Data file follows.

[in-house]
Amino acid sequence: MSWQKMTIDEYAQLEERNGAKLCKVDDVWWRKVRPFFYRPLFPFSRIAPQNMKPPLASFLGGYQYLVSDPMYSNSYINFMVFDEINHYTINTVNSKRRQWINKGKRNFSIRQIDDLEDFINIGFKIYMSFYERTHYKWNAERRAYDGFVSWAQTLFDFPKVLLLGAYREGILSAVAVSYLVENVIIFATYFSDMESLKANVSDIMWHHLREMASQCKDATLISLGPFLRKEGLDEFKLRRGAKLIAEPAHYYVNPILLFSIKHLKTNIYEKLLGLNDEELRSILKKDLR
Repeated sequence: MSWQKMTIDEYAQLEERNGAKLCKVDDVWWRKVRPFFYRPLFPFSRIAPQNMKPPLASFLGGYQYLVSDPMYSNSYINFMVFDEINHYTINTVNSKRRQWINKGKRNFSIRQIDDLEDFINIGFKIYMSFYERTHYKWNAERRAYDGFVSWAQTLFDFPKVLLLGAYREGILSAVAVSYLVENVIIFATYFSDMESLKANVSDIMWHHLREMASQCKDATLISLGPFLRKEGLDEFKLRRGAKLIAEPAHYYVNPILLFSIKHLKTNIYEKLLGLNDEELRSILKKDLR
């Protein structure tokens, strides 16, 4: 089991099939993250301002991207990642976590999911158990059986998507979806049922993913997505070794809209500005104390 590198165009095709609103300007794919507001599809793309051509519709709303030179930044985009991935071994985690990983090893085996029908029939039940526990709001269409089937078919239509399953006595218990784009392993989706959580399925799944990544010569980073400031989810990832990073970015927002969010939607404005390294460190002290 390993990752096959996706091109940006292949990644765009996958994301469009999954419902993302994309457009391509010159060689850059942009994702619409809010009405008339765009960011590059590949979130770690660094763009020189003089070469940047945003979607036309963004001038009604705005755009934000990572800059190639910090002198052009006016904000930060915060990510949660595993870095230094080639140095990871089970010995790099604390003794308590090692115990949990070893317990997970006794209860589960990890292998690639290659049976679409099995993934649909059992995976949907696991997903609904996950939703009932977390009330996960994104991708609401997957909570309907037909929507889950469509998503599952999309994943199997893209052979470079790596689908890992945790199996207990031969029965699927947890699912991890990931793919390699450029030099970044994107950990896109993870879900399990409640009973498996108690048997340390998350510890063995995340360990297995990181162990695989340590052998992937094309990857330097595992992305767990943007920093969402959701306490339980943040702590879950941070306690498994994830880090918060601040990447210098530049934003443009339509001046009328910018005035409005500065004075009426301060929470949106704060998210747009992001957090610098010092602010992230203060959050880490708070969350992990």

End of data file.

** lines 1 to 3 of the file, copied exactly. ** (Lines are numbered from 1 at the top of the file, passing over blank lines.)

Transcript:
[in-house]
Amino acid sequence: MSWQKMTIDEYAQLEERNGAKLCKVDDVWWRKVRPFFYRPLFPFSRIAPQNMKPPLASFLGGYQYLVSDPMYSNSYINFMVFDEINHYTINTVNSKRRQWINKGKRNFSIRQIDDLEDFINIGFKIYMSFYERTHYKWNAERRAYDGFVSWAQTLFDFPKVLLLGAYREGILSAVAVSYLVENVIIFATYFSDMESLKANVSDIMWHHLREMASQCKDATLISLGPFLRKEGLDEFKLRRGAKLIAEPAHYYVNPILLFSIKHLKTNIYEKLLGLNDEELRSILKKDLR
Repeated sequence: MSWQKMTIDEYAQLEERNGAKLCKVDDVWWRKVRPFFYRPLFPFSRIAPQNMKPPLASFLGGYQYLVSDPMYSNSYINFMVFDEINHYTINTVNSKRRQWINKGKRNFSIRQIDDLEDFINIGFKIYMSFYERTHYKWNAERRAYDGFVSWAQTLFDFPKVLLLGAYREGILSAVAVSYLVENVIIFATYFSDMESLKANVSDIMWHHLREMASQCKDATLISLGPFLRKEGLDEFKLRRGAKLIAEPAHYYVNPILLFSIKHLKTNIYEKLLGLNDEELRSILKKDLR